US 3341416 A
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3,341,416 EN CAPSULATION F ASPIRIN IN ETHYL- CELLULOSE AND ITS PRODUCT Jerrold L. Anderson, Gary L. Gardner, and Noble H. Yoshida, Dayton, Ohio, assignors to The National Cash Register Company, Dayton, Ohio, a corporation of Maryland N0 Drawing. Filed Dec. 11, 1963, Ser. No. 329,887 14 Claims. (Cl. 16783) This invention relates to the encapsulation of aspirin in ethyl cellulose and to its product.
Aspirin, as manufactured, commonly contains some dissociation products. This dissociation content increases slowly when the aspirin is in contact with certain materials, especially at high humidity. In the encapsulation of aspirin it is highly desirable to have the aspirin in a state in which these dissociation products are held at a minimum during the encapsulation and later storage.
The encapsulation process of this invention provides means for the minute or micro-encapsulation of tiny particles of the aspirin, each particle entity being confined and protected in a wall of ethyl cellulose, which has been grown thereon in incremental deposits from an agitated hot liquid solution, said means including a step of liquid-liquid phase-separation brought about by cooling of an ethyl cellulose solution. In this invention, the phase separation is induced in a cyclohexane solution of ethyl cellulose by the presence of polyethylene which takes part in the system as a phase-separation-inducing agent, but takes no part in the composition of the capsule wall except as to a small amount which may be carried thereinto by entrainment. The polyethylene in such amounts is practically all eliminated from the capsule walls, and such of it as remains is innocuous as far as its effect on the human body is concerned, and its presence does not contribute in any way to the dissociation of the aspirin contained within the capsule walls.
As apre-treatrnent, to furnish the aspirin with acid buffering material to retard its environmentally-induced hydrolysis in the encapsulated form, the powdered aspirin first is dispersed and washed in an aqueous solution of an acid buffering salt which is adjusted to a pH of between 2.3 and 4.5 withv the acid of the particular buffering salt used, for minutes, or so, after which the aspirin is filtered off but has retained thereon the buffering material, which in no Way interferes with thet subsequent utility of the aspirin in the use thereof as a medicament. Among the acid buffering salts that may be used the best now known are mono-basic, mono-hydrate sodium phosphate; mono-basic potassium phosphate; and mono-basic ammonium phosphate. The filtered product is dried, as by placing it in an oven at 40 degrees centigrade for a sufficient period of time to dry oil the residual aqueous material.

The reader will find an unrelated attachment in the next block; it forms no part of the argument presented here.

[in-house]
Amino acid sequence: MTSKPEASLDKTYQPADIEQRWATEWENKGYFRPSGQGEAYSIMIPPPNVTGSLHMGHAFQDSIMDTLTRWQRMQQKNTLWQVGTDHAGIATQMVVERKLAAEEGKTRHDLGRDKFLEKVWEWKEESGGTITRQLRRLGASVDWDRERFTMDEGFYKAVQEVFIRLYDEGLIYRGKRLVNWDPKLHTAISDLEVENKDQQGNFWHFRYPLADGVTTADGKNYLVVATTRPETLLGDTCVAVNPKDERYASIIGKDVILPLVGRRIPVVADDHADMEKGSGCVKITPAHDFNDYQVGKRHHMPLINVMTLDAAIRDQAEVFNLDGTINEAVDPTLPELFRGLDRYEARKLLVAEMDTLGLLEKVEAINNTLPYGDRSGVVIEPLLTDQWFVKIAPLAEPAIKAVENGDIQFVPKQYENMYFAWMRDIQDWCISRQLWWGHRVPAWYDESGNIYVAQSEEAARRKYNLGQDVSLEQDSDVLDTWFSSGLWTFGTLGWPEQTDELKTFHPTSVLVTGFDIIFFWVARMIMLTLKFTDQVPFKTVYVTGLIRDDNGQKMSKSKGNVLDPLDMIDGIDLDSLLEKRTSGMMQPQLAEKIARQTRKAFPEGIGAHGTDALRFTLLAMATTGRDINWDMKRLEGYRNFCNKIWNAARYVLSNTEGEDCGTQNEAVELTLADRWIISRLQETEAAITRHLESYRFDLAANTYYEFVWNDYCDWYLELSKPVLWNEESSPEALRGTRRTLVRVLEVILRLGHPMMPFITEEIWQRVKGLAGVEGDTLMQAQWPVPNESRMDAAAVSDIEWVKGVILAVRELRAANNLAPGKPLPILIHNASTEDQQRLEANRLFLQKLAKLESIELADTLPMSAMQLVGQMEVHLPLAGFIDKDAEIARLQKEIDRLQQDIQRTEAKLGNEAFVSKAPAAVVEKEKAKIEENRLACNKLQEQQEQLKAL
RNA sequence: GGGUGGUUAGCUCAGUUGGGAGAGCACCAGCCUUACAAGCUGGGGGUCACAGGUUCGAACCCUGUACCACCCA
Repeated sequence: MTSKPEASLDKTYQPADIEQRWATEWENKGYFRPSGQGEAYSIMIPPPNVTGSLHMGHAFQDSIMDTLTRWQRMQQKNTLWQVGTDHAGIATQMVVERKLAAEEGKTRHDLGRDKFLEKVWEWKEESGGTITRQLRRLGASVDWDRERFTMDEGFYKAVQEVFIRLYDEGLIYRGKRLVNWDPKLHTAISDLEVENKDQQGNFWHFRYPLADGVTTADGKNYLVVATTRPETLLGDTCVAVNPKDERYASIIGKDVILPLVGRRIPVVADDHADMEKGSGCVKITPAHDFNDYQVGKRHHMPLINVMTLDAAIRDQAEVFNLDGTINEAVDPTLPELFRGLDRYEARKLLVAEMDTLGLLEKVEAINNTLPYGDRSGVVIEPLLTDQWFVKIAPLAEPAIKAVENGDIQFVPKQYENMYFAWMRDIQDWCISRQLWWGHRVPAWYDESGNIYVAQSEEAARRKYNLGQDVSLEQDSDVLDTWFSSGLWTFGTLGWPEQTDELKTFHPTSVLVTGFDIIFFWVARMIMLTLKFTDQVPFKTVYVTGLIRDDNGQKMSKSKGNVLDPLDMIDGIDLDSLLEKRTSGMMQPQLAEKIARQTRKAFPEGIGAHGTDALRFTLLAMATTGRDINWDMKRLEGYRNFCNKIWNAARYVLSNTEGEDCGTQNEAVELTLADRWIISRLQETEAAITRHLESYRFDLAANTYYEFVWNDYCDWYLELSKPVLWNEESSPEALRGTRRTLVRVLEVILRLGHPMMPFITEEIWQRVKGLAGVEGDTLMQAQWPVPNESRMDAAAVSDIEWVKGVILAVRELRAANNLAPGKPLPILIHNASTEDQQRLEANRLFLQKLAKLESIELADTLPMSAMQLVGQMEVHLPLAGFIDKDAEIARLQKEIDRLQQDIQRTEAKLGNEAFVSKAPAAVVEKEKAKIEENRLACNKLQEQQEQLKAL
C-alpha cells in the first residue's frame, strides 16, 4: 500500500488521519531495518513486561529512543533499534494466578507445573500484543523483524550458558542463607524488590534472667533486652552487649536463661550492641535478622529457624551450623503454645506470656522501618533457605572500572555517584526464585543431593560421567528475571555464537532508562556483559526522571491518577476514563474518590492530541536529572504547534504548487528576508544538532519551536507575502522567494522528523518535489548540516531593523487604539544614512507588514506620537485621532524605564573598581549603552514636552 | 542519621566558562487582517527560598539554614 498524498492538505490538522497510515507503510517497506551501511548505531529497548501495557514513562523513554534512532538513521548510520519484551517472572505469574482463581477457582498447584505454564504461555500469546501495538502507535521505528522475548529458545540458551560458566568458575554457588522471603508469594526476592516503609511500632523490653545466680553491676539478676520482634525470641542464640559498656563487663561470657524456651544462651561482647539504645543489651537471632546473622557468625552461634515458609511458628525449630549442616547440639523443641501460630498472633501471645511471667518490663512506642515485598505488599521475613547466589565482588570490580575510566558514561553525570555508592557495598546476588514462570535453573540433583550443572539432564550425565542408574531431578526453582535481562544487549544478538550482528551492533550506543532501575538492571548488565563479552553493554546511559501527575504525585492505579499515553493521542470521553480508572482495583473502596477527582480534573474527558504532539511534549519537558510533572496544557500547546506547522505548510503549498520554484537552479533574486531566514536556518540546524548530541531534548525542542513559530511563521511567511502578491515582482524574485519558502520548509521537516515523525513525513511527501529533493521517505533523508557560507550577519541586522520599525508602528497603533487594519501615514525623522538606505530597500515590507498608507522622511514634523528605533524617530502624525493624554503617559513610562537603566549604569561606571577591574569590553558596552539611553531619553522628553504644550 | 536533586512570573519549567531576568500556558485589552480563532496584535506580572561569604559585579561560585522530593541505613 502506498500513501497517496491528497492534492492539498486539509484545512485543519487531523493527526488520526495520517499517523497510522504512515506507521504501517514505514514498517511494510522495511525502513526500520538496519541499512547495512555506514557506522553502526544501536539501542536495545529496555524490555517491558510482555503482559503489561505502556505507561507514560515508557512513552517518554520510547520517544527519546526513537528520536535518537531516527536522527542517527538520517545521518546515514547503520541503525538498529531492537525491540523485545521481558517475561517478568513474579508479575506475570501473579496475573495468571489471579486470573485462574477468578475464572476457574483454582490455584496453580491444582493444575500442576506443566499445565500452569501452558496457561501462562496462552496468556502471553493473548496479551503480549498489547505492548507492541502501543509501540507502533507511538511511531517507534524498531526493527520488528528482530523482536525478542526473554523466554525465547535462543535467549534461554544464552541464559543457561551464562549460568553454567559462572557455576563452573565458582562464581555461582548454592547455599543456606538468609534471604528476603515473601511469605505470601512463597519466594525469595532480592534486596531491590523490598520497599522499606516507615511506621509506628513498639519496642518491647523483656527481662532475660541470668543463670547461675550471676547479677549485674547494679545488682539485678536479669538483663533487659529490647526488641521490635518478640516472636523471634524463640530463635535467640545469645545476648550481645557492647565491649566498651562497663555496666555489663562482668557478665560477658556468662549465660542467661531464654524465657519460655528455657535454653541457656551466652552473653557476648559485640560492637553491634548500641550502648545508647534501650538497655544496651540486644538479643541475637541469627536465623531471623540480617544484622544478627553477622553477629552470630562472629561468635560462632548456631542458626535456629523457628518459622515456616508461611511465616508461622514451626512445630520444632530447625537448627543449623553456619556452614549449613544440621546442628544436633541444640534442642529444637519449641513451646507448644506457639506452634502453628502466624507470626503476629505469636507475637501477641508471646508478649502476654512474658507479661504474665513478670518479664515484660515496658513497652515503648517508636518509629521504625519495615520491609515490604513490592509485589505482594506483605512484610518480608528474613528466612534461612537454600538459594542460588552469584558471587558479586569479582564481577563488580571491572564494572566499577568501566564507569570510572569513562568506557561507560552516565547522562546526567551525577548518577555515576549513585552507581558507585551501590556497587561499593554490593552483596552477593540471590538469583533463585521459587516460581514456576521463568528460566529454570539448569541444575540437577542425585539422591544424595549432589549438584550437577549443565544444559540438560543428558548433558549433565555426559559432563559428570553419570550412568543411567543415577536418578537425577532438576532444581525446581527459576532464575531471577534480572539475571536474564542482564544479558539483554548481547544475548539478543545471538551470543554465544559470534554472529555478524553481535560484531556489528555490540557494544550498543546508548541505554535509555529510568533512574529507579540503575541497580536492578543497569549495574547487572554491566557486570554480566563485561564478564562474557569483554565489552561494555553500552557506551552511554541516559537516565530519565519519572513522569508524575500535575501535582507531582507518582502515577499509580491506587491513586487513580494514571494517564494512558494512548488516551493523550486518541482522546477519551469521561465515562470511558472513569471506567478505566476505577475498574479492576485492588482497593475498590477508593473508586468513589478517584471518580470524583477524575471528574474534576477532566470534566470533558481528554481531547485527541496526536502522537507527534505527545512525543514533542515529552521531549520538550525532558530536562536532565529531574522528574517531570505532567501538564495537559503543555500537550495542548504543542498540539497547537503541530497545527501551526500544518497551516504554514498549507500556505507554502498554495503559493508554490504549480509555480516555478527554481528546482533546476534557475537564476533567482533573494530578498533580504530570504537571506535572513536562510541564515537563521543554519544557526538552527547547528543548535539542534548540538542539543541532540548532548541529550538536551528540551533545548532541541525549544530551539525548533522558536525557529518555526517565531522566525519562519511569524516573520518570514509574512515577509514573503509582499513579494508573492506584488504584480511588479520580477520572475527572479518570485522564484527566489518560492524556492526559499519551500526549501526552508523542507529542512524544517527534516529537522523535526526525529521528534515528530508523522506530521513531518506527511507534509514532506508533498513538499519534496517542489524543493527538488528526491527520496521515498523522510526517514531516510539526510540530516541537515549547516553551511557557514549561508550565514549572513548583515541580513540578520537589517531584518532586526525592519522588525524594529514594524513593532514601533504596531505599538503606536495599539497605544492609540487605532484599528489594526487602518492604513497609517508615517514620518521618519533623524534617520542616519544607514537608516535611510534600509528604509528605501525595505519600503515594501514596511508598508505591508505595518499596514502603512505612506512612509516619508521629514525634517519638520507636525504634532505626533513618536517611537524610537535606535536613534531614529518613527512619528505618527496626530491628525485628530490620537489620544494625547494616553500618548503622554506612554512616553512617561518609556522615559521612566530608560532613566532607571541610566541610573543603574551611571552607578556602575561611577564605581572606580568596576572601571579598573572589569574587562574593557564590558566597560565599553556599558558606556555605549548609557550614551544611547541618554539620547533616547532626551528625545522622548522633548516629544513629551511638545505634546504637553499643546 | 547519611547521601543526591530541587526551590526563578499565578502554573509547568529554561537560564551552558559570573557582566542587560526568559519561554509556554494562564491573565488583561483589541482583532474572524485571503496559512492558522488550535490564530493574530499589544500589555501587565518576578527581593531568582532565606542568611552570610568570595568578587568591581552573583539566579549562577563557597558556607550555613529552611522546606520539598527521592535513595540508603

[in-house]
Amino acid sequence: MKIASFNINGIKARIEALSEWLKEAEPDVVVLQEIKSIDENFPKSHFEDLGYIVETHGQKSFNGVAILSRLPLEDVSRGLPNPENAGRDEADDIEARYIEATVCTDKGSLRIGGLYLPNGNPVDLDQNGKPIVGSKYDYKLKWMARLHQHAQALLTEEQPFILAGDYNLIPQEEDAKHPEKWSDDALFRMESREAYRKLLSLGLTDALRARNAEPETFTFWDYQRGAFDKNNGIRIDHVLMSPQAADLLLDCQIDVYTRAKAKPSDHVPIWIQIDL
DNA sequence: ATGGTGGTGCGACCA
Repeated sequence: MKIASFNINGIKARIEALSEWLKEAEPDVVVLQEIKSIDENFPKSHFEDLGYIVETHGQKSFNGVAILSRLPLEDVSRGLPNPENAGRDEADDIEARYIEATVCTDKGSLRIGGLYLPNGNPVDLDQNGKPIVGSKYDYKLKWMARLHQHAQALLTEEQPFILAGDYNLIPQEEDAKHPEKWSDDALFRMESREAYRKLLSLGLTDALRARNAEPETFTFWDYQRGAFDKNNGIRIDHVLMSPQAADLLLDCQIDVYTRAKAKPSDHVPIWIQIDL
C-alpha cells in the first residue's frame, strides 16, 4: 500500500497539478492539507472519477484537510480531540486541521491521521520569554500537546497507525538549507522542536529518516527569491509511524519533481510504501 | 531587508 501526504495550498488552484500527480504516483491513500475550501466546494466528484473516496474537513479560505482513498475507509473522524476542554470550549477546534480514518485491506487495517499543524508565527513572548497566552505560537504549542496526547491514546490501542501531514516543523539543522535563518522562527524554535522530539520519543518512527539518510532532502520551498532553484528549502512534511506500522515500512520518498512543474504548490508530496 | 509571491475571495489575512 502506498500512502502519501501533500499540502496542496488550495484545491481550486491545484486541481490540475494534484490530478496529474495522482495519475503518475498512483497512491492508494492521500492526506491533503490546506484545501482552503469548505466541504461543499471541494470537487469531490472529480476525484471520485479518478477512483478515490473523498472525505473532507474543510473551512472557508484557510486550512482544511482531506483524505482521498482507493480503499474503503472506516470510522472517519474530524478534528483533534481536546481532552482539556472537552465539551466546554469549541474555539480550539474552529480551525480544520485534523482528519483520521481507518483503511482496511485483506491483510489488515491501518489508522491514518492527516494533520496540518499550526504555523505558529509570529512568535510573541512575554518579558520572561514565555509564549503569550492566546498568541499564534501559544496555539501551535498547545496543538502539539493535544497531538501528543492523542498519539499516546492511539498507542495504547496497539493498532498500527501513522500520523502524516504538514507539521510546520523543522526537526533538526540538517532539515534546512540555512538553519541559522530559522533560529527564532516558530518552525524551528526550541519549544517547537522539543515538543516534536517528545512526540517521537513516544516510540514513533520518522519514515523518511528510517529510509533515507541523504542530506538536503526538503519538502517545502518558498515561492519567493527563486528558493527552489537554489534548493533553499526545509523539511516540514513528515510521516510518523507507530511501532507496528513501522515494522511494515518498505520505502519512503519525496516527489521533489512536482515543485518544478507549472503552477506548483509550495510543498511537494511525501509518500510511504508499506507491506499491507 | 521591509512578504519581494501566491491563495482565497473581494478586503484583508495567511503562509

Next, to proceed with the actual encapsulation process, the aspirin is dispersed as particles in a hot system (80 degrees centigrade) comprising a cyclohexane bath containing dissolved therein ethyl cellulose and polyethylene. The relative amounts of capsule-forming materials dispersed in the cyclohexane can be varied greatly but the cyclohexane forms the major portion of the system to provide a roomy dispersion medium for the insoluble aspirin. For instance, based on the weight of cyclohexane, 25 percent or less of aspirin, 1 to 3 percent of the specified polyethylene, and /2 to 3 percent of the specified ethyl cellulose are used. For the purpose of inhibiting hydrolysis of the aspirin during the encapsulation in the cyclohexane medium, there may be added /2 percent more or less of acetic anhydride, in the manner disclosed in the application for United States Letters Patent SN 214,183, filed by Robert Miller and Jerrold Anderson on Aug. 21, 1962 now U.S. Patent No. 3,155,590. The use of acetic anhydride in such encapsulation procedures involving aspirin has been known, as shown therein, for use in conjunction with cyclohexane as the despersing medium and butyl rubber as a phase-separation-inducing material.
This invention diifers from the before-mentioned disclosure of an aspirin encapsulation process in the cited United States application, in that in this invention there is a pretreatment of the aspirin with the buffering salt and in the fact that a particularly-suitable phase-seperation-inducing polymeric material (polyethylene) is used which offers no hydrolysis problem as concerns the aspirin in the presence of moisture.